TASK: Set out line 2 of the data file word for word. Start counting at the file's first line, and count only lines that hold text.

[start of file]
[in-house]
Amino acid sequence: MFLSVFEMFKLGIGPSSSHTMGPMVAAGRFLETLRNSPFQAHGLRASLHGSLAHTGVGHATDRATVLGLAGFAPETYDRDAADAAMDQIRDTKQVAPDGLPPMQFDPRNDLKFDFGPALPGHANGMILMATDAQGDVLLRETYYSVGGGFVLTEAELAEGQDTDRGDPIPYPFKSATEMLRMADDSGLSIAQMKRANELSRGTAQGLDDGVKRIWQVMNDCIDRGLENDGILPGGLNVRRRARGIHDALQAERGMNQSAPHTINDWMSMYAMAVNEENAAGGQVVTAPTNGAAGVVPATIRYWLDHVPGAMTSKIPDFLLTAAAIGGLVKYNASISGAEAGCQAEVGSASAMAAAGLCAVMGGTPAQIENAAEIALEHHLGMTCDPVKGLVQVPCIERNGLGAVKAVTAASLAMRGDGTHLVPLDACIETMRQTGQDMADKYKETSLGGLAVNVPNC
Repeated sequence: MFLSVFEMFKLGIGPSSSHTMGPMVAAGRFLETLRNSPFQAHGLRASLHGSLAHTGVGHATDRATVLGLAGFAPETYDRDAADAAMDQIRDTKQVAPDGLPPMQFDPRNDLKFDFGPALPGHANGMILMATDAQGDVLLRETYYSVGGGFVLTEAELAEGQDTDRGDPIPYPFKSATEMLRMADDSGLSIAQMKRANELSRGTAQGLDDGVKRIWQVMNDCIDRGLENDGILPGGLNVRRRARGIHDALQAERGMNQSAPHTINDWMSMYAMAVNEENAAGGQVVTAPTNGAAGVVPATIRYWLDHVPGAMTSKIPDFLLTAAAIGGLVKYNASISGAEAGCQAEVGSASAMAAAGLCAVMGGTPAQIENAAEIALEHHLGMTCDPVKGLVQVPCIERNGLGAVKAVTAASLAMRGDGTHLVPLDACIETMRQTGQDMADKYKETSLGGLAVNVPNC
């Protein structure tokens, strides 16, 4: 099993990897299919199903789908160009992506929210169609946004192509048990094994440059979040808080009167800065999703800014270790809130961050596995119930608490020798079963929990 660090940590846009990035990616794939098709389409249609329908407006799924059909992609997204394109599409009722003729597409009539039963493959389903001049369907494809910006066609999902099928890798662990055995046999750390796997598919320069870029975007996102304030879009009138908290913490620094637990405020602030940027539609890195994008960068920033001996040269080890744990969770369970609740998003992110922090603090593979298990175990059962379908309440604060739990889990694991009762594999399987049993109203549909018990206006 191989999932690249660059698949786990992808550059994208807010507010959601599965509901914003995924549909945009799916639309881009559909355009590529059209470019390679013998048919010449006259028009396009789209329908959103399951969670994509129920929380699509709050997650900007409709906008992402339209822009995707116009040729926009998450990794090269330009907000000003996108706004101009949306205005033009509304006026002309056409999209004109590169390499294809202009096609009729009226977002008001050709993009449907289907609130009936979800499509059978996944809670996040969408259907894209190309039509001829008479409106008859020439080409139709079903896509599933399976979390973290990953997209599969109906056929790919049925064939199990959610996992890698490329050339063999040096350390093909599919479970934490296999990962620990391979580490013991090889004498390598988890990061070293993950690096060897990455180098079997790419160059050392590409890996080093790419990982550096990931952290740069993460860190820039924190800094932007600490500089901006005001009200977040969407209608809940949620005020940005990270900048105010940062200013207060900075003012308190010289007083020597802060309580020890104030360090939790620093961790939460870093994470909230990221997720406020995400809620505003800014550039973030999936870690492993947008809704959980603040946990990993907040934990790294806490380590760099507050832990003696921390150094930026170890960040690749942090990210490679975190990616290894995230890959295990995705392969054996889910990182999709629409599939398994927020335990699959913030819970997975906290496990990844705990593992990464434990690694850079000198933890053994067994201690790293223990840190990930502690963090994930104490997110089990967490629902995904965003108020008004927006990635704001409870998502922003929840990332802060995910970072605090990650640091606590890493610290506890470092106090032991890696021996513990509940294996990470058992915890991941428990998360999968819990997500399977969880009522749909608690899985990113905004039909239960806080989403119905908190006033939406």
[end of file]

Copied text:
Amino acid sequence: MFLSVFEMFKLGIGPSSSHTMGPMVAAGRFLETLRNSPFQAHGLRASLHGSLAHTGVGHATDRATVLGLAGFAPETYDRDAADAAMDQIRDTKQVAPDGLPPMQFDPRNDLKFDFGPALPGHANGMILMATDAQGDVLLRETYYSVGGGFVLTEAELAEGQDTDRGDPIPYPFKSATEMLRMADDSGLSIAQMKRANELSRGTAQGLDDGVKRIWQVMNDCIDRGLENDGILPGGLNVRRRARGIHDALQAERGMNQSAPHTINDWMSMYAMAVNEENAAGGQVVTAPTNGAAGVVPATIRYWLDHVPGAMTSKIPDFLLTAAAIGGLVKYNASISGAEAGCQAEVGSASAMAAAGLCAVMGGTPAQIENAAEIALEHHLGMTCDPVKGLVQVPCIERNGLGAVKAVTAASLAMRGDGTHLVPLDACIETMRQTGQDMADKYKETSLGGLAVNVPNC